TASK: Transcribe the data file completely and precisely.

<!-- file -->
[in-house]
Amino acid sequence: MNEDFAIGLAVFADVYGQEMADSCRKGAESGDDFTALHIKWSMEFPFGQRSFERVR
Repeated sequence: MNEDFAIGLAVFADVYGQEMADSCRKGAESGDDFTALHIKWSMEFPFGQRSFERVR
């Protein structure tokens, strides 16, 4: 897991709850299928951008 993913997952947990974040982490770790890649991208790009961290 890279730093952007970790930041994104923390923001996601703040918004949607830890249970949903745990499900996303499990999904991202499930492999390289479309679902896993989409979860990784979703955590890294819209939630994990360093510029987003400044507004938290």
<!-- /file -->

[in-house]
Amino acid sequence: MNEDFAIGLAVFADVYGQEMADSCRKGAESGDDFTALHIKWSMEFPFGQRSFERVR
Repeated sequence: MNEDFAIGLAVFADVYGQEMADSCRKGAESGDDFTALHIKWSMEFPFGQRSFERVR
């Protein structure tokens, strides 16, 4: 897991709850299928951008 993913997952947990974040982490770790890649991208790009961290 890279730093952007970790930041994104923390923001996601703040918004949607830890249970949903745990499900996303499990999904991202499930492999390289479309679902896993989409979860990784979703955590890294819209939630994990360093510029987003400044507004938290």